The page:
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How to Improve Your Brand Reputation through Social Impact

Posted On  April 29, 2020
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The COVID-19 pandemic has – and will continue to have – a significant impact on the world. It is also shining a light on how closely the world is interconnected and how businesses seldom operate in isolation. As cliché as it’s starting to sound, it’s true that we’re “all in this together.” And that’s why it is so important for businesses to lean into connecting with the outside world through social impact initiatives.

What is the value in corporate social responsibility?

When you’re a socially conscious, high performing company, it means that you treat your stakeholders better. Because of these actions, your suppliers are happier to do business with you. Employees are more engaged, productive, and likely to stay. Your company is more welcome in its community and your customers are more satisfied and loyal. The most conscious companies give more, and they get more in return.

Companies that follow the ideals of social impact are poised to thrive. In fact, according to Conscious Capitalism co-founder Raj Sisodia in his book Firms of Endearment, socially conscious organizations outperform the S&P 500 by 11x and Good to Great Companies by 3x. These high-performing organizations have the following in common: clearly stated higher purpose, generosity of compensation, quality of customer service, investment in their communities, and focus on efforts to minimize negative impact on the environment.

Ben and Jerry’s “linked prosperity” model is a good example of an inter-connected ecosystem whose goal is to create value for all. It positions itself as unconventional and quirky, with its fun flavor names, and it has strong sustainability credentials as the first ice cream company to use Fair Trade Certified ingredients. It optimizes the entire system and delivers long-term profits and shareholder value.  The company’s motto is, “We make the best possible ice cream in the best possible way.”

The LEGO Group’s commitment to helping children learn through play is an example of clarity of a higher purpose. This type of servant leadership has earned them the title of the most reputable brand in the world. Product development and marketing decisions are looked at through the lens of how they will impact the health and development of children first and foremost. And during this time of global turmoil the LEGO Group continues to deliver on its brand purpose, with the support of major retailers who have put LEGO sets on their essential supplier lists.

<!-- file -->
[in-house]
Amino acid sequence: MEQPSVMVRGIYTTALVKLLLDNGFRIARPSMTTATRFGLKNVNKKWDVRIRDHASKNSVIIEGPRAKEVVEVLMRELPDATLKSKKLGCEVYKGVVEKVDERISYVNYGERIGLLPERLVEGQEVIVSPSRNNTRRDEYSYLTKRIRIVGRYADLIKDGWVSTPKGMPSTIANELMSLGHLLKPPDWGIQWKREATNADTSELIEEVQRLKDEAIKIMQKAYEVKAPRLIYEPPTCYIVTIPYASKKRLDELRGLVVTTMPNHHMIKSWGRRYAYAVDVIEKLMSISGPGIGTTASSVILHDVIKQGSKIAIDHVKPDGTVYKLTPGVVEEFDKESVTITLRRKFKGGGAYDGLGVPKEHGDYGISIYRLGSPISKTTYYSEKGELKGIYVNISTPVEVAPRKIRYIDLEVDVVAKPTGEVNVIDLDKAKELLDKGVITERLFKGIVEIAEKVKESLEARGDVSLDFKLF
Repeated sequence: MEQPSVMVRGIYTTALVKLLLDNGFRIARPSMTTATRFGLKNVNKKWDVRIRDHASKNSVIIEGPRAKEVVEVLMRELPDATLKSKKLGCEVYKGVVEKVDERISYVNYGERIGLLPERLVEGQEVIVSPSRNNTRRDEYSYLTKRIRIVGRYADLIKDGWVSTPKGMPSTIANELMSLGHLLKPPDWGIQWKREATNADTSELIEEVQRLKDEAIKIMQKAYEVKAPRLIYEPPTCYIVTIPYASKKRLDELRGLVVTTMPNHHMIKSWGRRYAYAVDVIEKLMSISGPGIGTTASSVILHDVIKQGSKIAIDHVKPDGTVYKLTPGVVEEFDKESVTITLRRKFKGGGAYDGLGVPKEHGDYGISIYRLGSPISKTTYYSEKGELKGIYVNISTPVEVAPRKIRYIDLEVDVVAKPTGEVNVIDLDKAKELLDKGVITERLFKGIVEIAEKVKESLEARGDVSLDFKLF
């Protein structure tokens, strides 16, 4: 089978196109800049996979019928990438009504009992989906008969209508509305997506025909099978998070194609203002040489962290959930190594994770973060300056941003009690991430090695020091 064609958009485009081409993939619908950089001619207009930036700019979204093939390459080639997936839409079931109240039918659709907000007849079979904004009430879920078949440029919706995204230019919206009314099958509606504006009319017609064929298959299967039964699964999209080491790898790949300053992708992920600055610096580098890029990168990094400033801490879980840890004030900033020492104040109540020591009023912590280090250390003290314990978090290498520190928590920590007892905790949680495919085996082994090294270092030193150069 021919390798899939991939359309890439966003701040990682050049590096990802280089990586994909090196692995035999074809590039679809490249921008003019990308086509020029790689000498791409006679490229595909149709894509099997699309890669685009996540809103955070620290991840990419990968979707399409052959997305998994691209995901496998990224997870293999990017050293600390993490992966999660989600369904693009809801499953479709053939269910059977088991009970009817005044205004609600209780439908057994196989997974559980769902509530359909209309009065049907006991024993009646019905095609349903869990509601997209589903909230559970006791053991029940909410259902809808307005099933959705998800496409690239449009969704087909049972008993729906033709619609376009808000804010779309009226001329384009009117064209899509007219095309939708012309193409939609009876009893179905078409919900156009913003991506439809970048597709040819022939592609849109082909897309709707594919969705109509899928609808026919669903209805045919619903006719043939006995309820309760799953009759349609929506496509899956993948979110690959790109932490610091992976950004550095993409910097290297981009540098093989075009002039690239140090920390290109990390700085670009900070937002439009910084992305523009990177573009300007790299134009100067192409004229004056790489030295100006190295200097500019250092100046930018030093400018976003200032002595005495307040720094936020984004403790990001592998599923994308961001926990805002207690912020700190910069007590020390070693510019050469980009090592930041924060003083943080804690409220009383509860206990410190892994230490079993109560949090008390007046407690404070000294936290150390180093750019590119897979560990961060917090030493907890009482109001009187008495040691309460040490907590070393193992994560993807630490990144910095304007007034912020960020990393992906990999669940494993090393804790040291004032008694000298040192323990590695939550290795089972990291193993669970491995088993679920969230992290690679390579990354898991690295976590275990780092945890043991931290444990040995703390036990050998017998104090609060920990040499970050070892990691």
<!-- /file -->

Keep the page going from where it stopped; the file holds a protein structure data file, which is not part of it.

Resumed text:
The value of social impact is seen not only from the consumer’s point of view, but also through a lens of talent and recruiting. Research indicates that Millennials are more likely to choose purpose-driven work above a less purpose-driven role with a higher salary. When public health officials relax social distancing measures, and companies who were forced to lay off millions of Americans during the pandemic return to hiring, there may be a fierce battle for the best available talent. Consciously driven organizations are likely to find that they’ll have an advantage from an employee recruiting and retention perspective.

How companies can commit to social impact now

The inescapable conclusion is that it pays to care widely and deeply. But let there be no mistake about it: in order to collect these dividends, you must make the right investments. A successful purpose-driven journey may require significant organizational change management. Most change efforts fail because of a lack of understanding of the dynamics of organizational change. Organizations behave like a biological system; they achieve balance by resisting agents of intervention or interruption.

If your business wants to introduce new social impact initiatives, a good place to start is to collaborate with an expert who can help you examine your existing market intelligence infrastructure. What insights do you have from previous research investments that may help inform decisions to strengthen your company’s purpose-driven approach, and what additional intelligence is needed? Once you start answering these questions, you can develop a holistic – and a well thought out – change management strategy (with each component having a clearly defined objective) and a rollout approach that will get you well on your way toward delivering meaningful impact on all of your brand’s stakeholders.

Written by Debbie Beers
VP, Account Director
Debbie is a market intelligence, strategic planning, brand building, and product innovation expert. Her career has taken her around the world and through the ranks of some of the world’s most legendary brands, including Abbott Laboratories, Michelin, and Kimberly Clark Corporation. Debbie received a B.A. in Marketing from Iowa State University and a Master of Business Administration from Iowa State University.

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